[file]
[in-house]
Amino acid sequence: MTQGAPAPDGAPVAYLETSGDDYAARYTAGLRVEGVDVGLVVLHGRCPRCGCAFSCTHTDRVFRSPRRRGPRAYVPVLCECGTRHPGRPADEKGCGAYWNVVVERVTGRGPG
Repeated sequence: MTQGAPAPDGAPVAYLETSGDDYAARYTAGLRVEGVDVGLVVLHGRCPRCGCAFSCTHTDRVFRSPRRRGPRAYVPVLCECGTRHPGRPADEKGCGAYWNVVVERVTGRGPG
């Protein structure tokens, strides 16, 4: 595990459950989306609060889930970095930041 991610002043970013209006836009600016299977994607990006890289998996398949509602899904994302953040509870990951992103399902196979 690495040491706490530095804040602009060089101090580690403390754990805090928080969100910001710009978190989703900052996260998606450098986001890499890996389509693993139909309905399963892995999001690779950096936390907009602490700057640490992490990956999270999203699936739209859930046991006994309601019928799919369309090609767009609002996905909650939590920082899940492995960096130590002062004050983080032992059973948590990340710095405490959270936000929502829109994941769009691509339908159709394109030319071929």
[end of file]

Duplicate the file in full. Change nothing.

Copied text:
[in-house]
Amino acid sequence: MTQGAPAPDGAPVAYLETSGDDYAARYTAGLRVEGVDVGLVVLHGRCPRCGCAFSCTHTDRVFRSPRRRGPRAYVPVLCECGTRHPGRPADEKGCGAYWNVVVERVTGRGPG
Repeated sequence: MTQGAPAPDGAPVAYLETSGDDYAARYTAGLRVEGVDVGLVVLHGRCPRCGCAFSCTHTDRVFRSPRRRGPRAYVPVLCECGTRHPGRPADEKGCGAYWNVVVERVTGRGPG
């Protein structure tokens, strides 16, 4: 595990459950989306609060889930970095930041 991610002043970013209006836009600016299977994607990006890289998996398949509602899904994302953040509870990951992103399902196979 690495040491706490530095804040602009060089101090580690403390754990805090928080969100910001710009978190989703900052996260998606450098986001890499890996389509693993139909309905399963892995999001690779950096936390907009602490700057640490992490990956999270999203699936739209859930046991006994309601019928799919369309090609767009609002996905909650939590920082899940492995960096130590002062004050983080032992059973948590990340710095405490959270936000929502829109994941769009691509339908159709394109030319071929």